II. Example operational environment [0030] While positioning within a structure (e.g., building) has been utilized for the sake of explanation herein, the various embodiments of the present invention are not limited only to use in this specific scenario. Almost any situation where traditional positioning techniques do not provide adequate performance (e.g., speed, resolution, etc.) may experience improvement through the following example embodiments and/or implementations of the present invention.

[0031] Assisted global positioning (A-GPS) and other electronic positioning solutions based on wireless communication may perform acceptably and may provide extensive coverage outdoors where the signal quality and number of satellites/base stations are typically very good. This performance may be bolstered by accurate maps featuring terrain features, roads, traffic conditions and other related information have been mapped exhaustively and are constantly maintained from satellite images, aerial photography, feedback from user communities, etc. Together, the available positioning solutions and the feature-rich maps may provide excellent user experiences (e.g., such as in instances including vehicle and pedestrian navigation use).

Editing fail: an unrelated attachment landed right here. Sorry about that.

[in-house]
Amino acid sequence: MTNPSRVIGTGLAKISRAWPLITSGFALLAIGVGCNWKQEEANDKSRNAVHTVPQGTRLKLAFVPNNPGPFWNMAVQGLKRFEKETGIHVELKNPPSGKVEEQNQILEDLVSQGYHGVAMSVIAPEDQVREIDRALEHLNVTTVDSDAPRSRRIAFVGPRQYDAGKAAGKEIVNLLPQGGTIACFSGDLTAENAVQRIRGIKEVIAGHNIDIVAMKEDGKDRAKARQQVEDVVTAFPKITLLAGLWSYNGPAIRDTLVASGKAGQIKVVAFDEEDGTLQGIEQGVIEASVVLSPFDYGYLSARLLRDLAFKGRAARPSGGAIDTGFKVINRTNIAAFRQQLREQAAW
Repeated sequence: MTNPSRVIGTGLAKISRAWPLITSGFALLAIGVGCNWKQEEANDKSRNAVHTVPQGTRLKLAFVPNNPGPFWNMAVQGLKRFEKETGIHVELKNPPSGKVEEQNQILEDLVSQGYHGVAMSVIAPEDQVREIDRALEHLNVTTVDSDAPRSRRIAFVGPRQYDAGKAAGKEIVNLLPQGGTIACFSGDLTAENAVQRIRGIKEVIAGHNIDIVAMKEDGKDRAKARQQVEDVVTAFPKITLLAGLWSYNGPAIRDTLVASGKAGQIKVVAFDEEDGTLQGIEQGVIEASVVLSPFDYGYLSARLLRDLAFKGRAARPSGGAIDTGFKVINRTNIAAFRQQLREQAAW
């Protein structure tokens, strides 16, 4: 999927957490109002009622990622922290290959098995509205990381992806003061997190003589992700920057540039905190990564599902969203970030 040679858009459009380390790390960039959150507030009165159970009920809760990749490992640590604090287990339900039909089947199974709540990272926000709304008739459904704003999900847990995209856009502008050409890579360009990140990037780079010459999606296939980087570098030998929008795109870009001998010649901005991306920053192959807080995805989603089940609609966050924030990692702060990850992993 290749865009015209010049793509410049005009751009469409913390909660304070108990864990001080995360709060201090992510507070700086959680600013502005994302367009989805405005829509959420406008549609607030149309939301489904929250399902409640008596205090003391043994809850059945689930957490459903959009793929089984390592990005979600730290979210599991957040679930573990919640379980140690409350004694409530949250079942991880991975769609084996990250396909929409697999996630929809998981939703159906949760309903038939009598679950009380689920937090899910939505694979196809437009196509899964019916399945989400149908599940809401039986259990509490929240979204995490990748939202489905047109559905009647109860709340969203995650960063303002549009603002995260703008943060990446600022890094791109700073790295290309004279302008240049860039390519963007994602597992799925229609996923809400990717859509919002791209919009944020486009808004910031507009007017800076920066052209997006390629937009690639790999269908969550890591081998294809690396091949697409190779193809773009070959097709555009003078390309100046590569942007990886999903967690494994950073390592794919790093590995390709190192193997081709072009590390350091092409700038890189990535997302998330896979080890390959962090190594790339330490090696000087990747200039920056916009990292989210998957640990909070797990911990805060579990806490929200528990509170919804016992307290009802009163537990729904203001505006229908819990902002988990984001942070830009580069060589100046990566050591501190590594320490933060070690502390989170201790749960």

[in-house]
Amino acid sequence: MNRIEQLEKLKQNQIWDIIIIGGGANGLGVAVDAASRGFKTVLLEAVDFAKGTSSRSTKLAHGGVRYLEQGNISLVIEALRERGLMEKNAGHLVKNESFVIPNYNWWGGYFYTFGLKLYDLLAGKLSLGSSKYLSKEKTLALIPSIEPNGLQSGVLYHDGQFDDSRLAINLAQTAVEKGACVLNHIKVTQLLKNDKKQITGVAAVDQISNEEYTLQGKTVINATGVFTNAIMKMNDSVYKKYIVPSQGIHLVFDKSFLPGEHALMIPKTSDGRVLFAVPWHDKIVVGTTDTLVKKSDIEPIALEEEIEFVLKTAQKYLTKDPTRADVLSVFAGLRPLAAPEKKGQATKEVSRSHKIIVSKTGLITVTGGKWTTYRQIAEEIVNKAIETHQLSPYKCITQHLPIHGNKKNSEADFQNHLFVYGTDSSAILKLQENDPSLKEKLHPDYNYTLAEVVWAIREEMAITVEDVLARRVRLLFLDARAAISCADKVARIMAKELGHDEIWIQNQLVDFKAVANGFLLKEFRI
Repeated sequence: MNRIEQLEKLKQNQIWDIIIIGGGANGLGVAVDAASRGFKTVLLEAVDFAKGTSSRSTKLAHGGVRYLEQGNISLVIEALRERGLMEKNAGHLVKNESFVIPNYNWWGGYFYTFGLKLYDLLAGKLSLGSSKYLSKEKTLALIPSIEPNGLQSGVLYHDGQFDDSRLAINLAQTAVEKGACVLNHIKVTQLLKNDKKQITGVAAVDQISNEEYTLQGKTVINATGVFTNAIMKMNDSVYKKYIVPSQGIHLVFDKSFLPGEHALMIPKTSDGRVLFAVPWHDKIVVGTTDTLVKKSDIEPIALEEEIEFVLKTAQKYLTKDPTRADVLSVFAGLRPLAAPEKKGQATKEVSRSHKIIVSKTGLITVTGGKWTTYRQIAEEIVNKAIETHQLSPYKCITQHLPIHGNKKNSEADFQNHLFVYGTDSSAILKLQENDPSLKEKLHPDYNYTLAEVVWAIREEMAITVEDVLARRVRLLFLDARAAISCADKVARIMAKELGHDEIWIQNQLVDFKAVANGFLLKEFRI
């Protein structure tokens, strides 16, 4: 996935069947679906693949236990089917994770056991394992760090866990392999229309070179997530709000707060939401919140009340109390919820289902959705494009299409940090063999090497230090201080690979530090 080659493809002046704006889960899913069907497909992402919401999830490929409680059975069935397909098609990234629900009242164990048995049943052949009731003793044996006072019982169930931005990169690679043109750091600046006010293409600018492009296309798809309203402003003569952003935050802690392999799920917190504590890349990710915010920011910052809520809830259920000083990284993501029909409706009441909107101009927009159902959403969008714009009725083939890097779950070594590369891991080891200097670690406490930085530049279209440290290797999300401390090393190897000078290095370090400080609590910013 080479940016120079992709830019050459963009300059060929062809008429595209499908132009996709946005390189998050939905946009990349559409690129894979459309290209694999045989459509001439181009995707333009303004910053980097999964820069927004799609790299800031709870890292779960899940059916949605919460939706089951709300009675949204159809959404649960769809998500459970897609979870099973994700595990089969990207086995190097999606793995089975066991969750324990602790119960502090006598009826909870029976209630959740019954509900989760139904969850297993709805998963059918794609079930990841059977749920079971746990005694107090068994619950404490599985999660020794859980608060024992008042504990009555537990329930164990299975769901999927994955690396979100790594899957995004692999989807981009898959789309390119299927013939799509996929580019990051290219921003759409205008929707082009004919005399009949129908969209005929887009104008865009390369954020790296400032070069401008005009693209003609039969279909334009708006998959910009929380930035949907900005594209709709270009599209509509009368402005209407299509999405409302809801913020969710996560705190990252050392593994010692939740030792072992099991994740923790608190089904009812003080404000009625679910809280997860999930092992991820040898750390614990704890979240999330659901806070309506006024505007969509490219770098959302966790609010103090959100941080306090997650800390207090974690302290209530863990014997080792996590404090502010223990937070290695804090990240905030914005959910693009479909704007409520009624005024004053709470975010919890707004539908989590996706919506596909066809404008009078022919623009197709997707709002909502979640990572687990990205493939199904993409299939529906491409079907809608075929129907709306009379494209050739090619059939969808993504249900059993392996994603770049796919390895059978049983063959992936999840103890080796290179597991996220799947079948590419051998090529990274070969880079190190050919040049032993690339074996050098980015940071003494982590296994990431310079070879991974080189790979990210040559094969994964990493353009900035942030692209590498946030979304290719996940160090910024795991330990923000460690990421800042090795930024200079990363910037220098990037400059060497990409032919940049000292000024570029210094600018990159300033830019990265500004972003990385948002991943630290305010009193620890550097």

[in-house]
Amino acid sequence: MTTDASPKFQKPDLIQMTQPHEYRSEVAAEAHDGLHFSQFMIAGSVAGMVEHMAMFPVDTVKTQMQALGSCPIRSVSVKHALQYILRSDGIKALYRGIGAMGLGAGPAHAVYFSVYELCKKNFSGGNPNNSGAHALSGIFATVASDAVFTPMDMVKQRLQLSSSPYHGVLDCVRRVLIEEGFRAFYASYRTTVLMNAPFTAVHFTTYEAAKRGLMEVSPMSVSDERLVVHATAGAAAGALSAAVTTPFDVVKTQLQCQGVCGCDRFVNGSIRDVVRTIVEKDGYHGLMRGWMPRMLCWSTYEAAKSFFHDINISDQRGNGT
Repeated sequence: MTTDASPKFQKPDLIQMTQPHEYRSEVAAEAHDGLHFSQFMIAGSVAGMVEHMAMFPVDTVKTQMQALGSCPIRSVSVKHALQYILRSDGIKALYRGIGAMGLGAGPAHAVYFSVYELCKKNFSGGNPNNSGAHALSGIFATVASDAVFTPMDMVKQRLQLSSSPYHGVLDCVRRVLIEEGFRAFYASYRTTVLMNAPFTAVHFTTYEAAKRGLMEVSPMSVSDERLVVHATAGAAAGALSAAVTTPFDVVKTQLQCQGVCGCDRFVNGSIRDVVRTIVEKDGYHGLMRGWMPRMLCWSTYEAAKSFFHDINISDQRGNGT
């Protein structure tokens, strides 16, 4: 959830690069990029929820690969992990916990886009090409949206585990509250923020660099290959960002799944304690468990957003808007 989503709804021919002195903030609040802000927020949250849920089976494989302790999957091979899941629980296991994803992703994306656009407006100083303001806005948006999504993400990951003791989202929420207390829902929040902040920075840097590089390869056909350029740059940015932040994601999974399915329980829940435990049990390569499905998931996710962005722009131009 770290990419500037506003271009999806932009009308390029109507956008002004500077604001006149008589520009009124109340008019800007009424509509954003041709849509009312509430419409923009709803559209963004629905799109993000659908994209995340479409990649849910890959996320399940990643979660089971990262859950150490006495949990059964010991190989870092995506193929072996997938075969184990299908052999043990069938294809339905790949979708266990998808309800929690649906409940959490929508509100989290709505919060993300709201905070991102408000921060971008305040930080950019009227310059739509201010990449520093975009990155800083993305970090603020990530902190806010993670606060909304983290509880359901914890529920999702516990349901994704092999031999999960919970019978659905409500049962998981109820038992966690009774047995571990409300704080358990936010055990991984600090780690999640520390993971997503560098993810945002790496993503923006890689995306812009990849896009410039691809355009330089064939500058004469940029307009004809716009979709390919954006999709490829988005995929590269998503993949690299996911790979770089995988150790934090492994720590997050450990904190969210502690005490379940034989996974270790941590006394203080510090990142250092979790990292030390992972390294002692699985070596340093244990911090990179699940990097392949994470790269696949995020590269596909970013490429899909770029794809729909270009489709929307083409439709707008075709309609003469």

[0032] The situation becomes totally different when the navigation is brought indoors. Known positioning technologies have very limited capabilities indoors, and thus, usually fail. There are many reasons for these failures. Initially, existing

positioning/mapping solutions may be expensive and difficult to implement. Map information does not exist for many public/private structures, and the provision of this information requires extensive modeling visualization and/or mapping that is currently only provided by private companies. Further, since many emerging systems are proprietary, there is no standard operation for obtaining the information that may be needed to utilize the system. Some systems may be able to provide the information to a user via wired or wireless communication upon entry into an area, but these provisions require system-specific knowledge in order to execute system-specific procedures prior to system utilization.